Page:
The Lusty Month of DECEMBER
Guinevere could hardly contain her excitement. Christmas eve was finally here! She had asked her woodland friends to meet her by their favorite tree at midnight because she had a surprise for them. She made her way through the forest, clutching her basket of presents. There were carrots for Rabbit, acorns for Squirrel, a birdseed cake for Redbird, wild blueberries for Owl, and mealworms for Hedgehog.
The moonlight peeked through the trees. Guinevere’s lantern provided the rest of the necessary light, although she knew this forest like the back of her hand, even in the dark. She was almost there! Just a few more yards…
She entered the clearing and gasped. There her woodland friends were, gathered around their tree.
“Surprise!” they all shouted. “Merry Christmas!” they cheered.
Guinevere thought that she would be the one playing Santa and giving gifts, but the animals had given her one too; they had decorated the tree with garland and ornaments and a shiny gold star on top. It was a night none of them would ever forget…
Don’t worry! No mealworms were harmed in the making of this story. It was RICE.
As mentioned in my last post, Guinevere arrived with a chopped up wig. I searched through my stash, and the human hair wig I found that suited her best was the right age, but was in pretty rough shape, made for a larger doll, and styled for braids or pigtails (the seam runs all the way down the back of the head). It was also very stiff, as if someone had set it with spray glue!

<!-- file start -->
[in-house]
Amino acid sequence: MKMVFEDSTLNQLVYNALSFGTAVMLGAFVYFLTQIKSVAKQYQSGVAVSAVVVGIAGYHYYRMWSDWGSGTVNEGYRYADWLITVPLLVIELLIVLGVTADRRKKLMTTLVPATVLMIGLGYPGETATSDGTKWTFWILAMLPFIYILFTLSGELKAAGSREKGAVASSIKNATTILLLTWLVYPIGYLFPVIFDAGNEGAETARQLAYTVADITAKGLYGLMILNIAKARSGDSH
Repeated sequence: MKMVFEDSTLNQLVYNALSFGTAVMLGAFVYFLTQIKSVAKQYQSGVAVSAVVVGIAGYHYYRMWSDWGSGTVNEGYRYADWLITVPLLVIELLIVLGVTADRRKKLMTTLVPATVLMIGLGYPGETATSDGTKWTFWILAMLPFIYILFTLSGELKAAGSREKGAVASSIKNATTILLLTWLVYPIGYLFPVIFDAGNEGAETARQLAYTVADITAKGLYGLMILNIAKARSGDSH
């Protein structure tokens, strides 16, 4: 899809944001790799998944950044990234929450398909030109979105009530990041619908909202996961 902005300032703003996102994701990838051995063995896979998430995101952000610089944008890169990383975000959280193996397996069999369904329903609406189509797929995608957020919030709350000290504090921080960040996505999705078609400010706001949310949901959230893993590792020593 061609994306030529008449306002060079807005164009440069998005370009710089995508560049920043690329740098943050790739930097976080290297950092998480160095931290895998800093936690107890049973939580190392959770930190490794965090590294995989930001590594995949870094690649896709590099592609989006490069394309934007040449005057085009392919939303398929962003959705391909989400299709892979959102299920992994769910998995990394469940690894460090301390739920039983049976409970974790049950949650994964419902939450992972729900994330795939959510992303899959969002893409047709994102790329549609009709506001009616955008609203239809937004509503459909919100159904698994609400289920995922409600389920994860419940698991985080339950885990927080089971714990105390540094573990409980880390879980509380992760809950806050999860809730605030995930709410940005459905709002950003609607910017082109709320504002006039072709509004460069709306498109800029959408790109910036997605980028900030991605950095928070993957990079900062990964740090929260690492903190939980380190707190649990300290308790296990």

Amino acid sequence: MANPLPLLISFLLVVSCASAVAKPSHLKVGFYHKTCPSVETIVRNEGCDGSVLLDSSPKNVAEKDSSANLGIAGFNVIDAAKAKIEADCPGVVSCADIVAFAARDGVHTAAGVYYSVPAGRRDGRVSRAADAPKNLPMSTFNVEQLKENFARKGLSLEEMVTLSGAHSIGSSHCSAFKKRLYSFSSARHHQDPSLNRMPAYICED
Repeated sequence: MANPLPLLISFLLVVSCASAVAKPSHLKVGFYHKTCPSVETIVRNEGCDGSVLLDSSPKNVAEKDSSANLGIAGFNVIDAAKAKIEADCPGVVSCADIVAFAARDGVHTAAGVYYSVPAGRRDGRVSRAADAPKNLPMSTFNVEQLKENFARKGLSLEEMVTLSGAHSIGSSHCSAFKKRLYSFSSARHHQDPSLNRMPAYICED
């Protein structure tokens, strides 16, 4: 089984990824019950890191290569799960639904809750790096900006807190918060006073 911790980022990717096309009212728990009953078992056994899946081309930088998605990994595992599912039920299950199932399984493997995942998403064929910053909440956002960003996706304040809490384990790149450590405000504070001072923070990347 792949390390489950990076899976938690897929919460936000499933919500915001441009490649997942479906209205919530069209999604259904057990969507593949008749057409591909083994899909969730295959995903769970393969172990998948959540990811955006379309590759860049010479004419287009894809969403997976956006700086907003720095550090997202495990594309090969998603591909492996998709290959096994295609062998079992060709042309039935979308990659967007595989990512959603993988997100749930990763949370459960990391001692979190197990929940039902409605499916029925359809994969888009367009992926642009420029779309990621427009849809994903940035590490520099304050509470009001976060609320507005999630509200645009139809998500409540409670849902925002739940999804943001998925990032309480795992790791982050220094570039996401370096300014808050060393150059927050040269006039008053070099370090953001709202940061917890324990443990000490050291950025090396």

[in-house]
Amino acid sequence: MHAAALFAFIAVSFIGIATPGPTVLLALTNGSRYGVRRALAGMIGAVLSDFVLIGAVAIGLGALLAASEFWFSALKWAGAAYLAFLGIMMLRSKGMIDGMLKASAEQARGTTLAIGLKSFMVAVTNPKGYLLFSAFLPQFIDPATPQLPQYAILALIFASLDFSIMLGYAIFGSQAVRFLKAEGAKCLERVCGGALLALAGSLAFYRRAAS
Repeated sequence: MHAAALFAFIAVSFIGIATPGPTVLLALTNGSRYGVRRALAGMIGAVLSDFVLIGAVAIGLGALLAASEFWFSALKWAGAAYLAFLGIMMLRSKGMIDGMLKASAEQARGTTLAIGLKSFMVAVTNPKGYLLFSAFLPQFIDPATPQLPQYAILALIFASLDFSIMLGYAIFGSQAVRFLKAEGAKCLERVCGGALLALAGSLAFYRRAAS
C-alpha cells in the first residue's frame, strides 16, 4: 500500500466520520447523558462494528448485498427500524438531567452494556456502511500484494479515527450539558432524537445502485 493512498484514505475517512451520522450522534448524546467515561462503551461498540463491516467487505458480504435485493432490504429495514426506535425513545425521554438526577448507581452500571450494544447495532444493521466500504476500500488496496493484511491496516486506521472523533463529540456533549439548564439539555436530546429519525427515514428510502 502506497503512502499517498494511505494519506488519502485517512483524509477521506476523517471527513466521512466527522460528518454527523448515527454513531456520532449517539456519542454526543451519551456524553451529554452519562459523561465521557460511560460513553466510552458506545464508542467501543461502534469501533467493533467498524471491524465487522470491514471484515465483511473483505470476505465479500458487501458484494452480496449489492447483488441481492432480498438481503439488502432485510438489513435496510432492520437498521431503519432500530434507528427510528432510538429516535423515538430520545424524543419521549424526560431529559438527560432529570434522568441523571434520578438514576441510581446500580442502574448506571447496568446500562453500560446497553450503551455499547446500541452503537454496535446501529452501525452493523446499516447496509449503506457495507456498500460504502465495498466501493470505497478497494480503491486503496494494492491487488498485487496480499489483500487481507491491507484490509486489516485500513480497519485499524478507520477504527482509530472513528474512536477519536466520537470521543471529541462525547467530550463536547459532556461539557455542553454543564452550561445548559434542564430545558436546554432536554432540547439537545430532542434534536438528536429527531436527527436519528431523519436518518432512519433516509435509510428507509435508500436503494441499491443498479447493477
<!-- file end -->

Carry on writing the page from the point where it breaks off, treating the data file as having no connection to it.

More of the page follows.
I washed it, reinforced that hand-wefting with fine sewing machine stitches, and rotated one half so it would flow down her back. I then set it in rag curls. Technically, paper towel curlers so I can control the size, but set in a rag-curl method.
Her appearance with the new-to-her wig inspired her clothing. I channeled Guinevere from the 1967 movie musical Camelot, starring Vanessa Redgrave. The title of this post is a play on Guinevere’s song, “The Lusty Month of May.”
Guinevere is older than my usual composition dolls. She’s a bisque head doll from Germany with a composition body. I love that she has pierced ears. My research team (my friend Brenda of Rochester, New York who is very good at such things), couldn’t find her maker based on her markings, but she has the look of a Kestner doll. “A what?” you may ask. Well, we doll people know. She’s a pretty little thing. I hope she and her woodland friends find a good home. I have no doubt they will.
And with that, I leave you! Have a Very Merry Christmas, my love to you all! You’re my favorite.